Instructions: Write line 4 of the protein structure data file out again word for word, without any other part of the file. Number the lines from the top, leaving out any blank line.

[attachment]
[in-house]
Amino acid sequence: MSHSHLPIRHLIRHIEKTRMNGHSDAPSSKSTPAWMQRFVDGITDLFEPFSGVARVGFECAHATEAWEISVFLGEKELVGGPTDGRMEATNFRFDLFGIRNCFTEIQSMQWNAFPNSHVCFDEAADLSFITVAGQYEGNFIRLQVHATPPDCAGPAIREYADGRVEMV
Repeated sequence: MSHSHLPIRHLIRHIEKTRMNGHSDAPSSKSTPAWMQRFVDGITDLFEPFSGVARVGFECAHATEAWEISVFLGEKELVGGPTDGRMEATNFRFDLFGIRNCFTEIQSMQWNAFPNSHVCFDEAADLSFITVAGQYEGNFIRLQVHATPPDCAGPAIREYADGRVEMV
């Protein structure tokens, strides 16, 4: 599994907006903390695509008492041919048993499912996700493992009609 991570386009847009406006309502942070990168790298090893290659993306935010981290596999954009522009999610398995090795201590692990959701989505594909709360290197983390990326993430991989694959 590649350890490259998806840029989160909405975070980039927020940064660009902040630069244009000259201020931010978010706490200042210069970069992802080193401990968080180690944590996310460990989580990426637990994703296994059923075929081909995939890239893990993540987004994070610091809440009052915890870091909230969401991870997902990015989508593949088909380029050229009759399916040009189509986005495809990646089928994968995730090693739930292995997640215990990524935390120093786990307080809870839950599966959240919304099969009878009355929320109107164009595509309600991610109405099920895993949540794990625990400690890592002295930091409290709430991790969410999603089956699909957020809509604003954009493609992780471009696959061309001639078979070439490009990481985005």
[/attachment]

């Protein structure tokens, strides 16, 4: 599994907006903390695509008492041919048993499912996700493992009609 991570386009847009406006309502942070990168790298090893290659993306935010981290596999954009522009999610398995090795201590692990959701989505594909709360290197983390990326993430991989694959 590649350890490259998806840029989160909405975070980039927020940064660009902040630069244009000259201020931010978010706490200042210069970069992802080193401990968080180690944590996310460990989580990426637990994703296994059923075929081909995939890239893990993540987004994070610091809440009052915890870091909230969401991870997902990015989508593949088909380029050229009759399916040009189509986005495809990646089928994968995730090693739930292995997640215990990524935390120093786990307080809870839950599966959240919304099969009878009355929320109107164009595509309600991610109405099920895993949540794990625990400690890592002295930091409290709430991790969410999603089956699909957020809509604003954009493609992780471009696959061309001639078979070439490009990481985005």